Below we present more elaborate discussion in reply to the referees’ concerns.
1. Comment on the referees’ criticism of using the pseudo-wavefunction formalism and on the mean-field description of fermionic systems.
We want to stress that the paper can be divided into two-parts: a semi-analytic (to some extend) approach where we specify conditions for equilibrium of a self-bound system with a free surface. This method, valid in the limit of infinite system, is general, and contrary to the approximate approach of D. Petrov does not base upon diagonalization of a quadratic form. It looks as if the referees are ignoring this part. In our opinion this part is very important. Results of this part were supported by numerical calculations based on the hydrodynamic approach.
In a stationary situation, both infinite system and finite system case, our approach is simply the standard Thomas-Fermi method with the Weizsacker correction included.
Evidently, the Thomas-Fermi model, introduced to describe electronic cloud and binding energies of multielectron atoms is far from the accuracy of sophisticated quantum-chemist approaches to multielectron systems. We do not claim that we are such accurate. But the TF approach in not totally wrong. It gives quite reasonable estimation (with 10% accuracy) of the binding energies of atoms, quite small systems though. Our predictions prove that the quantum fluctuations are able to stabilize the Bose-Fermi mixtures and can lead to formation of liquid droplets. We are convinced that in a case of large systems, the approach used by us is quite accurate, and we are not aware of any better than mean-field approach for systems having about 1000, 10000, or 100000 fermions or more, as we show in Fig. 2. No discreet treatment is possible for the system this big!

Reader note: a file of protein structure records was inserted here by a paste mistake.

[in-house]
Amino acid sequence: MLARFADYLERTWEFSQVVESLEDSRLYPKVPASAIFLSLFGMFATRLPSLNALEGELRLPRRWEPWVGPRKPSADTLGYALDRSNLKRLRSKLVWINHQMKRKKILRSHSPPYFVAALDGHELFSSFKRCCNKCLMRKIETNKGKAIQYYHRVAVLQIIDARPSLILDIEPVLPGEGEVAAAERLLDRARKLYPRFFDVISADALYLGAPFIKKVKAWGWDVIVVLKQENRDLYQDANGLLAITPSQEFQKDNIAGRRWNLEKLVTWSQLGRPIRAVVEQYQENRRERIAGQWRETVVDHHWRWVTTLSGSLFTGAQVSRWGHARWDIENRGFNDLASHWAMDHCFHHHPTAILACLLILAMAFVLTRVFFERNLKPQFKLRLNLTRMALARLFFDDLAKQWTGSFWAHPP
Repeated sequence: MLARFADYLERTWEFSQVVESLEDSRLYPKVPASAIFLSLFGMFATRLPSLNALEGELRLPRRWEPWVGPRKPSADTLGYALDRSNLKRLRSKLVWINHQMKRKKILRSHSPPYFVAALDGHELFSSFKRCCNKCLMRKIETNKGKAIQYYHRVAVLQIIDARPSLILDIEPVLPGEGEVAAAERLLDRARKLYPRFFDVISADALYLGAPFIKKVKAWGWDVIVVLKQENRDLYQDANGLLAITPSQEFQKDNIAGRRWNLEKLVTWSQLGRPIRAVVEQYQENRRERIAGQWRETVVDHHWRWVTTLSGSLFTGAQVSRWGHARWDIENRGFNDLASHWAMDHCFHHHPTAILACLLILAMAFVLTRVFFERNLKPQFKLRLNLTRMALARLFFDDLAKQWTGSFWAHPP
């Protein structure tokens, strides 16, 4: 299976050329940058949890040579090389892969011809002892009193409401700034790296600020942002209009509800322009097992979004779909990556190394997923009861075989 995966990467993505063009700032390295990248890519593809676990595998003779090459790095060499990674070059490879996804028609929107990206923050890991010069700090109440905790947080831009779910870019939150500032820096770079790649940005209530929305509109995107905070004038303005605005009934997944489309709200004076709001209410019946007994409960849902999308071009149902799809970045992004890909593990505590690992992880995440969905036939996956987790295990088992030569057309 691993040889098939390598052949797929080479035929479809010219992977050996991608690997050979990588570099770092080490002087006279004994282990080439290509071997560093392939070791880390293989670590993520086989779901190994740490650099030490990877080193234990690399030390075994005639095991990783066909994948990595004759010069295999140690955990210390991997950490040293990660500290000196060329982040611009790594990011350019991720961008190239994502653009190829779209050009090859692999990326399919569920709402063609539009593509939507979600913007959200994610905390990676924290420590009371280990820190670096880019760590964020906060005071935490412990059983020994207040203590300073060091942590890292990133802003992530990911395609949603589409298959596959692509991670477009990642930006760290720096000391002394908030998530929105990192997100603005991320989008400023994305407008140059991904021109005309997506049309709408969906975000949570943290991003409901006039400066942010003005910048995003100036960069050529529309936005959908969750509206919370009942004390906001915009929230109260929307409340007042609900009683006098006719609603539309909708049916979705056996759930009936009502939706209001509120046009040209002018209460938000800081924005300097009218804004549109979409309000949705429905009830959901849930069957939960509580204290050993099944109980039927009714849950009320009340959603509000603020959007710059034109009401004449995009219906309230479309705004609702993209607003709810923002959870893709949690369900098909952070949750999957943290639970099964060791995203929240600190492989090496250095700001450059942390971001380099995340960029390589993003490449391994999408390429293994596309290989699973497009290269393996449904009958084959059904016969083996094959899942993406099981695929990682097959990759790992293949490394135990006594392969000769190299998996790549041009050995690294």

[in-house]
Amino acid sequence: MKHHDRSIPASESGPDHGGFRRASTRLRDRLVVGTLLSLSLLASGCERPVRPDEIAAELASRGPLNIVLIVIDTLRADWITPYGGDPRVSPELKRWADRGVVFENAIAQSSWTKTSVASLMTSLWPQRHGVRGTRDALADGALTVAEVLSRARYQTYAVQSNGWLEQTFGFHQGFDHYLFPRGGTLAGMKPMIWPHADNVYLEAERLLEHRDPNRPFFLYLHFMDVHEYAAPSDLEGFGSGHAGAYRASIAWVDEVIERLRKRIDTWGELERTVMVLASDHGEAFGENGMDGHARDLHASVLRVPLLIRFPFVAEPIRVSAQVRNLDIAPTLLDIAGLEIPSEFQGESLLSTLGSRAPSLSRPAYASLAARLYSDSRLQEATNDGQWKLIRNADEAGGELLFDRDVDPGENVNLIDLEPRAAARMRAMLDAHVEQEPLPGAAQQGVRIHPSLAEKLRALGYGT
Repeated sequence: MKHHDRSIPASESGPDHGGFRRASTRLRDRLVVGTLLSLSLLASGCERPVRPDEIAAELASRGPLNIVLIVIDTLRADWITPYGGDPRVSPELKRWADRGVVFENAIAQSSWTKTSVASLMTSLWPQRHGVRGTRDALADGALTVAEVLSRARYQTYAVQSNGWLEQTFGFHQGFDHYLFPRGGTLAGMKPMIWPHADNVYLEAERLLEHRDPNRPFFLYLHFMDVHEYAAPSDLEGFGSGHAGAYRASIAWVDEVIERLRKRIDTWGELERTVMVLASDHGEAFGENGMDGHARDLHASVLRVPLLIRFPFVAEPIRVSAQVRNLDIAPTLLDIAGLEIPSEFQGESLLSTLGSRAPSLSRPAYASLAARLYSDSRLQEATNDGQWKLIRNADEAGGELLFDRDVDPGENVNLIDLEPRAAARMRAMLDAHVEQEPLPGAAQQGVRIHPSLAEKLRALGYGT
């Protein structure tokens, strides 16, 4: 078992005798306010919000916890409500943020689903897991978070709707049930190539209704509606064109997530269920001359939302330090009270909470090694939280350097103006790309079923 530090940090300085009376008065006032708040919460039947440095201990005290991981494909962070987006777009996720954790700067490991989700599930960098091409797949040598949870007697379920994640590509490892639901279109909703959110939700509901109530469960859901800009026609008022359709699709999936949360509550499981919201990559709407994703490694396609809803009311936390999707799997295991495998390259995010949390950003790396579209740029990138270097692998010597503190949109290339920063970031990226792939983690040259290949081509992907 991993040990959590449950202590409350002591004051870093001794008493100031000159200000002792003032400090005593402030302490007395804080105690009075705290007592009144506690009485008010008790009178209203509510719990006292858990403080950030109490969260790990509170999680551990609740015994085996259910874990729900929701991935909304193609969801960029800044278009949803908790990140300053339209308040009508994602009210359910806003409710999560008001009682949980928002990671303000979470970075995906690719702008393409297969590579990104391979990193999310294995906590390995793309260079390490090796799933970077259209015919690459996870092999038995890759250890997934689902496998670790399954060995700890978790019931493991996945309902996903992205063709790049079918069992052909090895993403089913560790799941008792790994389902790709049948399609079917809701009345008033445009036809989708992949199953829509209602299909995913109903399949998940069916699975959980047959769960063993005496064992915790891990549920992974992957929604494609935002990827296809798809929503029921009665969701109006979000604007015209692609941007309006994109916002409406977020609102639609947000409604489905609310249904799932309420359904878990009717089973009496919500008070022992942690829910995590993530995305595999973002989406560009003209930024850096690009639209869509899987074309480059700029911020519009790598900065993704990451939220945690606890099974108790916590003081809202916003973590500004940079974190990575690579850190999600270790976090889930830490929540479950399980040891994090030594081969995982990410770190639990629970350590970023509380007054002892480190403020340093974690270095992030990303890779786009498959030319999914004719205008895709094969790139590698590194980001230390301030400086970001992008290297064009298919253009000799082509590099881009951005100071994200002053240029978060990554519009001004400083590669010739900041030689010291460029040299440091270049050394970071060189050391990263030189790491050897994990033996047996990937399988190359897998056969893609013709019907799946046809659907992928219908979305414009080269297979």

The static approach is generalized then to a dynamical situation by introducing a velocity field. The corresponding hydrodynamic equations are brought to the form of the Schoedinger-like equation for the pseudo-wavefunction which results from a kind of “complexification” of the density and the velocity “potential”. The transformation assumes that the velocity field is irrotational, or more precisely that it is defined on a simply connected support, and a velocity potential – a phase, can be used instead.